Washington: A new material being developed using nano-sized magnets could ultimately lead to new types of electronic devices with greater processing capacity, says a new research.
Tiny magnetic crystals in bacteria are a compass. Many modern data storage devices, like hard disk drives, rely on the ability to manipulate the properties of tiny individual magnetic sections, but their overall design is limited by the way these magnetic ‘domains’ interact when they are close together.
Now, researchers from Imperial College London have demonstrated that a honeycomb pattern of nano-sized magnets, in a material known as spin ice, introduces competition between neighbouring magnets, and reduces the problems caused by these interactions by two-thirds. They have shown that large arrays of these nano-magnets can be used to store computable information. The arrays can then be read by measuring their electrical resistance.
The scientists have so far been able to ‘read’ and ‘write’ patterns in the magnetic fields, and a key challenge now is to develop a way to utilise these patterns to perform calculations, and to do so at room temperature. At the moment, they are working with the magnets at temperatures below minus 223°C.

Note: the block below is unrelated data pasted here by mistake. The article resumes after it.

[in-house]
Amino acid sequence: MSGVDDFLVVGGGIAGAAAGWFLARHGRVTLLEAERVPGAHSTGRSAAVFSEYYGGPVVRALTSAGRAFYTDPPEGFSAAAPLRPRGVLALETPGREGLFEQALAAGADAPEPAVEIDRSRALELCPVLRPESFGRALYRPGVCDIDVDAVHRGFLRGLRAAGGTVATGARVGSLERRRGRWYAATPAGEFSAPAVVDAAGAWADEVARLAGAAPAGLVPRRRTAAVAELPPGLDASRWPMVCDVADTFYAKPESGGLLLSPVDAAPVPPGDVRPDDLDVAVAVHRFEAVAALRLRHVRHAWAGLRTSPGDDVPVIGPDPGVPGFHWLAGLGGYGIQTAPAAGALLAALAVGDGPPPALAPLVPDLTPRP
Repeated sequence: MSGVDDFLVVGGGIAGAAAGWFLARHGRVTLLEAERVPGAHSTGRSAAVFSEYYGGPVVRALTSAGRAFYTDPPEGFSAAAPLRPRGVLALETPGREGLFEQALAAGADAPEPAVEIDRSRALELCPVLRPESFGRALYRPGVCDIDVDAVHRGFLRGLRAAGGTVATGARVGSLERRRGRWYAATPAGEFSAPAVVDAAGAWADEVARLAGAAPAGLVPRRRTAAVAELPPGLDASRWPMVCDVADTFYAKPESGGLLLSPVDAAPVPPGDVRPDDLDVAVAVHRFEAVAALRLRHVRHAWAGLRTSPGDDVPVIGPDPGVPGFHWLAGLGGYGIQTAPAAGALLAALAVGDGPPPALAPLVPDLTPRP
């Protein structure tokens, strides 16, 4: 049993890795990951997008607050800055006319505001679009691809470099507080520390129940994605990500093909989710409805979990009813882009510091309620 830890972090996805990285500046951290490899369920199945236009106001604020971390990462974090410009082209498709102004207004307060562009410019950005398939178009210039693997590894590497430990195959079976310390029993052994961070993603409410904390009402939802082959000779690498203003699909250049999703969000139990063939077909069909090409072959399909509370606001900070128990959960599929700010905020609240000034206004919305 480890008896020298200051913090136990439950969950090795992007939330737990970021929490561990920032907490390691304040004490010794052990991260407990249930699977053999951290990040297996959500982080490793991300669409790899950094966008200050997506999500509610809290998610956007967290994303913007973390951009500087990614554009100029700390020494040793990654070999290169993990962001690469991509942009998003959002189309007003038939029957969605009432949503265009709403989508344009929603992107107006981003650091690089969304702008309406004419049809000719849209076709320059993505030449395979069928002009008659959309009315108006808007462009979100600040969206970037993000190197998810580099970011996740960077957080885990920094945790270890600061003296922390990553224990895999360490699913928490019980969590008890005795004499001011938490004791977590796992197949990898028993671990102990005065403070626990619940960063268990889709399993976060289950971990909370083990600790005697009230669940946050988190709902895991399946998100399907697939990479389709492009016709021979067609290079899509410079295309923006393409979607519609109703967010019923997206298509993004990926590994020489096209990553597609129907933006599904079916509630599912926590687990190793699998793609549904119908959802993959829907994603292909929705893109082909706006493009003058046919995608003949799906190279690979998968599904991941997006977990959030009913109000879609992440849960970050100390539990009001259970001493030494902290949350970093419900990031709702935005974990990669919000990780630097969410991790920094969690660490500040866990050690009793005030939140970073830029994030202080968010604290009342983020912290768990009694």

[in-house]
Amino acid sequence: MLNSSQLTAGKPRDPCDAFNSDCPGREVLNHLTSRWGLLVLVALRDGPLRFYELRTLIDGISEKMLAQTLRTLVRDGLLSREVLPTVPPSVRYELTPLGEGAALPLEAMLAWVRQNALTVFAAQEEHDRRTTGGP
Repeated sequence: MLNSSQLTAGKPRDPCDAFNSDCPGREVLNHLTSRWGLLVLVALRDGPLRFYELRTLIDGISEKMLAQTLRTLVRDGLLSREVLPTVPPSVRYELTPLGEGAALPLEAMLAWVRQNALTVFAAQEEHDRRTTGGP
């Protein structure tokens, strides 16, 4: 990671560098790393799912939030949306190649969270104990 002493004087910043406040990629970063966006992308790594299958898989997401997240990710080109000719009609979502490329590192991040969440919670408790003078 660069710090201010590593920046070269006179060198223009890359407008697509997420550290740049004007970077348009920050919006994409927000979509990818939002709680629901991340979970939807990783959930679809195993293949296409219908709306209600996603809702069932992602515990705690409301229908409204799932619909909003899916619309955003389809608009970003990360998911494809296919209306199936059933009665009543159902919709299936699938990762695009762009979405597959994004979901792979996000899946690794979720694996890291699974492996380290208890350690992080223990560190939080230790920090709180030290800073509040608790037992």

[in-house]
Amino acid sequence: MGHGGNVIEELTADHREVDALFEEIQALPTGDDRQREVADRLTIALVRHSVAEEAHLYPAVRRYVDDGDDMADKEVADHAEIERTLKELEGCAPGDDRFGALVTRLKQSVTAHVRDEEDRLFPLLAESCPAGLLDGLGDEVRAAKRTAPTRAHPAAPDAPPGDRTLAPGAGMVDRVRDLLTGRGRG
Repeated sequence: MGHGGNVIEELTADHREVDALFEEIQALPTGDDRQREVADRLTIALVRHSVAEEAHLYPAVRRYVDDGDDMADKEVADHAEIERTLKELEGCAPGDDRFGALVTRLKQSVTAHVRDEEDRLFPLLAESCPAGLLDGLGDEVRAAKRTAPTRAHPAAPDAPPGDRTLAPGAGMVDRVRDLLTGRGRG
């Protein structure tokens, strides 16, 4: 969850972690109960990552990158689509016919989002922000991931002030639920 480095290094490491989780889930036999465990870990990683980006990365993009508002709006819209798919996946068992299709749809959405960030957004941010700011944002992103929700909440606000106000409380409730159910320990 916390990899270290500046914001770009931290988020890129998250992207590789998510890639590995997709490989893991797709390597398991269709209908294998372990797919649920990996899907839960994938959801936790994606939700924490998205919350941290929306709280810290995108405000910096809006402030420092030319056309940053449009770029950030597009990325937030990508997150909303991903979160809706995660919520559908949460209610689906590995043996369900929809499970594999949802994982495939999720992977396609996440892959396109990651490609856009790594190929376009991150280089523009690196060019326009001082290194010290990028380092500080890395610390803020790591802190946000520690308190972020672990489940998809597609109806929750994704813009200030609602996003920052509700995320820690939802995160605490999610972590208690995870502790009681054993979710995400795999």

Research author Dr Will Branford and his team have been investigating how to manipulate the magnetic state of nano-structured spin ices using a magnetic field and how to read their state by measuring their electrical resistance.
They found that at low temperatures (below minus 223oC) the magnetic bits act in a collective manner and arrange themselves into patterns. This changes their resistance to an electrical current so that if one is passed through the material, this produces a characteristic measurement that the scientists can identify.
Current technology uses one magnetic domain to store a single bit of information. The new finding suggests that a cluster of many domains could be used to solve a complex computational problem in a single calculation.
“Electronics manufacturers are trying all the time to squeeze more data into the same devices, or the same data into a tinier space for handheld devices like smart phones and mobile computers,” said Dr Branford, an EPSRC Career Acceleration Fellow in the Department of Physics at Imperial College London.
“However, the innate interaction between magnets has so far limited what they can do. In some new types of memory, manufacturers try to avoid the limitations of magnetism by avoiding using magnets altogether, using things like ferroelectric (flash) memory, memristors or antiferromagnets instead. However, these solutions are slow, expensive or hard to read out.
“Our philosophy is to harness the magnetic interactions, making them work in our favour,” he said.
Although this research represents a key step forward, researchers say that much more needs to be done before a prototype devices based on this technique can be created.
The study was published in the journal Science.